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Head coach Jim Harbaugh of the San Francisco 49ers argues with referees during their game against the Detroit Lions at Candlestick Park on September 16, 2012 in San Francisco, California. On Monday night, the replacement refs may have lost the Green Bay Packers a game against the Seattle Seahawks.
Had enough yet? NFL players, coaches, and fans seem pretty fed up, after a controversial conclusion to Monday night's game between the Seattle Seahawks and the Green Bay Packers. Touchdown? Interception? "Simultaneous catch?"
The replacement referees brought in while the regular refs are locked out in a labor dispute were disoriented by it all, but it's not as if we haven't been warned and warned and warned some more that something like this was happening. The question is: Will the NFL budge on the lockout, now that the nightmare scenario — potentially botched call that costs a team the game in the final seconds — has come to pass?
The numbers on the refs' side are all...rather small, relatively speaking. True, average pay is about $150,000 a year. But there are less than 200 NFL refs, and in a league that's looking for $10 billion in annual revenues by next season, with $12-$14 billion in sight, you'd think that such a small group with such a large impact in the overall package could command more. Especially when you consider that in 2011 the NFL wrapped up a $3-billion-per-year extension to its TV deal.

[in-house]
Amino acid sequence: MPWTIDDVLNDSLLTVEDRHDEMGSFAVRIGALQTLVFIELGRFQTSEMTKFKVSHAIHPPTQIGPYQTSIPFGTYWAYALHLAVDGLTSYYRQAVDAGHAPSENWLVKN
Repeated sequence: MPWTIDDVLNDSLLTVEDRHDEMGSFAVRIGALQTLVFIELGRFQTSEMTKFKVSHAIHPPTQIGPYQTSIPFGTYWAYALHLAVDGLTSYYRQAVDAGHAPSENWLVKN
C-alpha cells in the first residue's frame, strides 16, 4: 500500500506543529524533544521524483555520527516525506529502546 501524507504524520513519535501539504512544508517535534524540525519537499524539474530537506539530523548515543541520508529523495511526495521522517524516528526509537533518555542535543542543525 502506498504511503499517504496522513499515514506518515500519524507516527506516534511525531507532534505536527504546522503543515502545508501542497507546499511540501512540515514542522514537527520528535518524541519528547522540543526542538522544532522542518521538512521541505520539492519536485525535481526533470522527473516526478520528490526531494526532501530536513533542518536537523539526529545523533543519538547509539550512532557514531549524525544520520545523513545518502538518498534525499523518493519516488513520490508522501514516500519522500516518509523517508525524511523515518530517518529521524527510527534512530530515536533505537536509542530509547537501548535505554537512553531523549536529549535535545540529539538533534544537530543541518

What pro football's refs are holding out for is actually pretty mundane and may only amount to about $16 million in concessions by the league. Bottom line: They want to keep their old-school defined-benefit pension plan, rather than shift, as so much of corporate America has, to a defined-contribution plan — a 401(k).
There are complex arguments about why defined-contribution (DC) plans can be better than defined-benefit (DB) plans, and vice versa. But what it comes down to is risk. With a DB plan, the risk that the market won't live up to expectations is absorbed by the employer: He covers market shortfalls. With DC plans, the employee absorbs some of that risk. When the market underperforms, both employee and employer lose out.
DB plans can be a problem if the employer goes out of business. But it seems...well, exceedingly unlikely that the NFL will do that. So the refs do have a farily good reason for sticking to their guns on the pension issue. Furthermore, they don't actually want to avoid the shift to the DC plan — they just want to keep the DB plan around for legacy hires.
There are some negotiating points where the refs don't have a strong a case, notably their reluctance to create a full-time core of officials (all refs are part-time now). But as Monday night's controversy demonstrated, the cost of getting hung up on pension matters could cost the NFL far more than $16 million.